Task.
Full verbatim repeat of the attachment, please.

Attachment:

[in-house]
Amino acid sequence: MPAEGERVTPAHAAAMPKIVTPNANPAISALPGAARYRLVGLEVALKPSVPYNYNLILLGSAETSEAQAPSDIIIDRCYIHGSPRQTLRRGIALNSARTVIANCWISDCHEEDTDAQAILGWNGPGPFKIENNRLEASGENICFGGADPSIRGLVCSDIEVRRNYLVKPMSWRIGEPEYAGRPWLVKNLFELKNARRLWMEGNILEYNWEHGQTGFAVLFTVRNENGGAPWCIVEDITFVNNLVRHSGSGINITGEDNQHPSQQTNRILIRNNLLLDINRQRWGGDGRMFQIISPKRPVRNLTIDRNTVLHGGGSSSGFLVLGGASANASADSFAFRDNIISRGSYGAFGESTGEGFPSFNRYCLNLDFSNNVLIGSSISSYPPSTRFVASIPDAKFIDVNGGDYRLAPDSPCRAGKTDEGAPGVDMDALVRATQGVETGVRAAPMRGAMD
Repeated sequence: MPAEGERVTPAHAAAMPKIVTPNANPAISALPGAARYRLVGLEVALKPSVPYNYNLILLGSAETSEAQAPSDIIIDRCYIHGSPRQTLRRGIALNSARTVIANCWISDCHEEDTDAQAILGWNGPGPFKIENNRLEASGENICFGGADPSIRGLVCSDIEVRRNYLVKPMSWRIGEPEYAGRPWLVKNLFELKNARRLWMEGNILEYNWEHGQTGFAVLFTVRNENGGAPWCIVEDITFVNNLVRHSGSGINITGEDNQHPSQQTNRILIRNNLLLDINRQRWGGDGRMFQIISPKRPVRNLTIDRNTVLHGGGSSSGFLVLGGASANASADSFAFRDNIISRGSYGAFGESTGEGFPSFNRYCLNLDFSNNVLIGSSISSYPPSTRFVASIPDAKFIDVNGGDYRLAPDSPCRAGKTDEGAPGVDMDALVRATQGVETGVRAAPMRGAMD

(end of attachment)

[in-house]
Amino acid sequence: MPAEGERVTPAHAAAMPKIVTPNANPAISALPGAARYRLVGLEVALKPSVPYNYNLILLGSAETSEAQAPSDIIIDRCYIHGSPRQTLRRGIALNSARTVIANCWISDCHEEDTDAQAILGWNGPGPFKIENNRLEASGENICFGGADPSIRGLVCSDIEVRRNYLVKPMSWRIGEPEYAGRPWLVKNLFELKNARRLWMEGNILEYNWEHGQTGFAVLFTVRNENGGAPWCIVEDITFVNNLVRHSGSGINITGEDNQHPSQQTNRILIRNNLLLDINRQRWGGDGRMFQIISPKRPVRNLTIDRNTVLHGGGSSSGFLVLGGASANASADSFAFRDNIISRGSYGAFGESTGEGFPSFNRYCLNLDFSNNVLIGSSISSYPPSTRFVASIPDAKFIDVNGGDYRLAPDSPCRAGKTDEGAPGVDMDALVRATQGVETGVRAAPMRGAMD
Repeated sequence: MPAEGERVTPAHAAAMPKIVTPNANPAISALPGAARYRLVGLEVALKPSVPYNYNLILLGSAETSEAQAPSDIIIDRCYIHGSPRQTLRRGIALNSARTVIANCWISDCHEEDTDAQAILGWNGPGPFKIENNRLEASGENICFGGADPSIRGLVCSDIEVRRNYLVKPMSWRIGEPEYAGRPWLVKNLFELKNARRLWMEGNILEYNWEHGQTGFAVLFTVRNENGGAPWCIVEDITFVNNLVRHSGSGINITGEDNQHPSQQTNRILIRNNLLLDINRQRWGGDGRMFQIISPKRPVRNLTIDRNTVLHGGGSSSGFLVLGGASANASADSFAFRDNIISRGSYGAFGESTGEGFPSFNRYCLNLDFSNNVLIGSSISSYPPSTRFVASIPDAKFIDVNGGDYRLAPDSPCRAGKTDEGAPGVDMDALVRATQGVETGVRAAPMRGAMD